Korea (South) - Case Law on Employee Invention Compensation
Employers usually enjoy exclusive and transferable right of exploitation of patents resulting from employee inventions. Customarily, the level of compensation for employee inventions in Korea has been determined according to employers' set policies or agreements made between the parties. In almost all instances prior to 2002, employee invention compensation is not a significant portion of the economic benefit the employer received by exploiting the employee invention. Prior to 2002, disputes in the Korean courts between employee inventors and their employers centered around the ownership interest of the employee invention patents, and in every case the employee plaintiff lost the dispute in the Korean court.
This has changed since 2002. In that year, the Korean courts rendered two notable decisions on the issue of what would be a fair compensation to an employee inventor in relation to the profit the employer gained by the exploitation of the employee invention. Donga Pharmaceutical was a defendant in one case litigated in 2002 when the employee inventor of an antifungal medicine for treating athlete's foot sought compensation for his invention. At the time of the lawsuit, the patent application of the employee invention was still pending in the Korean Patent Office, but Donga was already profiting from the employee's invention by collecting licensing royalties on the invention. Nevertheless, Donga denied any obligation to compensate the inventor on grounds that employee invention compensation was not warranted since the company policy did not allow compensation unless a patent were granted on the invention.
The Korean court rejected the Donga argument and rendered a decision to award the employee inventor a certain percentage of the profit Donga made from his invention. According to the court, a direct violation of the Korean Patent Law 40(1), which requires fair employee compensation to inventors for their inventive contributions to their employers, is a ground for invalidating any employer compensation policy deemed by the court as being unfair. The court determined that Donga's refusal to compensate the employee inventor, despite the fact that Donga had profited significantly by licensing the employee invention was a direct violation of the statute. This decision made a significant impact on the employee invention compensation rules in Korea, because (1) the Korean court for the first time intervened to invalidate company compensation policies or rules where such rules were unfair to employee inventors in comparison to the profits gained by the employer, and (2) the court indicated that, in such a case, it would determine the fair amount of employee compensation as an award. In the end, the Korean court awarded the employee inventor about 10% of the total profit Donga gained by licensing the employee invention.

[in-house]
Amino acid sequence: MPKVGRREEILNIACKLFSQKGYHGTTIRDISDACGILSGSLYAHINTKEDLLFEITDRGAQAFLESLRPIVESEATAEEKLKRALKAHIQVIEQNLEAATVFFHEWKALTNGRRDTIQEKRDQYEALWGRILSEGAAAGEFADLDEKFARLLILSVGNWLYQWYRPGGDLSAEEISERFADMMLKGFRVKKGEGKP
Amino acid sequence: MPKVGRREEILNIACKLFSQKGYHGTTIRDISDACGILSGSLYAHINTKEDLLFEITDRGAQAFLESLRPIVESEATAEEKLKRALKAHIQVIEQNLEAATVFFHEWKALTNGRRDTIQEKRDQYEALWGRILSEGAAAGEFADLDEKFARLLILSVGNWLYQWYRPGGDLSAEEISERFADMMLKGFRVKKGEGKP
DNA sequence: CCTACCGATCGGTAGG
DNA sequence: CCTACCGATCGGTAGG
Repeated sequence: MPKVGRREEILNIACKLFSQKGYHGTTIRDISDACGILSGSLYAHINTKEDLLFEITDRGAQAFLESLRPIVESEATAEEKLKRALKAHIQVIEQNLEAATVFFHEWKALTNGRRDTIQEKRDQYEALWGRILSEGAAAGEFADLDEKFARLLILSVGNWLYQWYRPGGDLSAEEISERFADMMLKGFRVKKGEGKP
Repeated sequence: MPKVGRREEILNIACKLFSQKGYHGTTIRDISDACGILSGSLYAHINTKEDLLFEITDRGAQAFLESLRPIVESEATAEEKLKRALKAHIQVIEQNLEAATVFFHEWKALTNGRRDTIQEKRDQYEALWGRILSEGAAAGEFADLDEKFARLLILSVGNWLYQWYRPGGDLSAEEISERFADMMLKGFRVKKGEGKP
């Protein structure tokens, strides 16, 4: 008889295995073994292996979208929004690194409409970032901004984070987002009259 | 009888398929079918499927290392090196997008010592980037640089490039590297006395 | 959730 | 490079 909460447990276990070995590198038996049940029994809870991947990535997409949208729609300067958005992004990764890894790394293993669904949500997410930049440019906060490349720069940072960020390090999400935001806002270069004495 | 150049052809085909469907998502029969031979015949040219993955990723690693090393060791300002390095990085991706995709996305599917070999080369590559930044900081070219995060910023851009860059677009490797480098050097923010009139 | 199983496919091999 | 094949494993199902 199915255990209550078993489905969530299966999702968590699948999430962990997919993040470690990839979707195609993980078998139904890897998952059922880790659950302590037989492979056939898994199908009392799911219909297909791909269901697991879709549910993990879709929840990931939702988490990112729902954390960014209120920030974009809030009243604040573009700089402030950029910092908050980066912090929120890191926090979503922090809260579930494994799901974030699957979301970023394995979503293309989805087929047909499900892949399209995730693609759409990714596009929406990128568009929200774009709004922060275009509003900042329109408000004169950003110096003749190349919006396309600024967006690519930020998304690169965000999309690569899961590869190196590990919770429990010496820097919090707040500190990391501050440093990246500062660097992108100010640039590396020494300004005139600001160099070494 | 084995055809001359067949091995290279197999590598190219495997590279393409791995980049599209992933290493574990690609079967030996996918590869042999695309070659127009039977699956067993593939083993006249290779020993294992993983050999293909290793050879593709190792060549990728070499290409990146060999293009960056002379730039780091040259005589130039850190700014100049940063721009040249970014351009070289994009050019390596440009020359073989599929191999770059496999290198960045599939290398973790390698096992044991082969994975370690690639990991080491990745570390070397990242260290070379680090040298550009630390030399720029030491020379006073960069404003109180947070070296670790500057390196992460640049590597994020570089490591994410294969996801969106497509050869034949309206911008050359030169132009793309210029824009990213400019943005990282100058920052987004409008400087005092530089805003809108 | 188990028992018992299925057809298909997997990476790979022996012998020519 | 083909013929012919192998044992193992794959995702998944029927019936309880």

Also in 2002, following the Donga case, a case was filed against Samsung Electronics by an employee inventor claiming compensation in the amount of $26 million for his breakthrough invention known as “Chun-Ji-In”, a method of efficiently inputting Korean alphabet letters using a limited number of input keys. It was a known fact that Samsung had made a huge profit on this invention, for which Samsung paid the inventor about $200, which was in accordance with the company's employee invention compensation policies.
In the end, this case was settled out of court with Samsung's agreement to pay the inventor an undisclosed sum of money (presumably millions of US dollars) as compensation for his invention. The significance of this case is that the employer voluntarily recognized that the fair employee invention compensation could be based on the total profit of the employer and that the Korean court would have the power to determine what it considers to be a fair employee invention compensation based on the total profit made by the employer.
In summary, since 2002 the Korean courts are more likely to invalidate company policies of employee invention compensation if such policies are unfair to the employee inventors.
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© Copyright 2006 Ladas & Parry - Posted 5/23/2006
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Date & time viewed: Tuesday, 27-Apr-2010 06:58:10 PDT
La jurisprudence coréenne récente - postérieure à 2002 - estime que les inventeurs salariés doivent être rémunérés proportionnellement à la valeur économique c'est à dire au profit tiré de l'exploitation de leurs inventions, et ce en conformité avec la loi coréenne de brevets qui exige le paiement à l'inventeur d' une "compensation loyale" (fair remuneration).
Dans l'affaire DONGA commenée ci-dessus le tribunal a accordé au salarié inventeur 10% de la totalité des profits tirés par l'entreprise de l'exploitation de l'invention par concessions de licences.
Dans l'affaire SAMSUNG le montant de la rémunération supplémentaire n'est pas connu mais il ets présumé s'élever à plusieurs millions de dollars.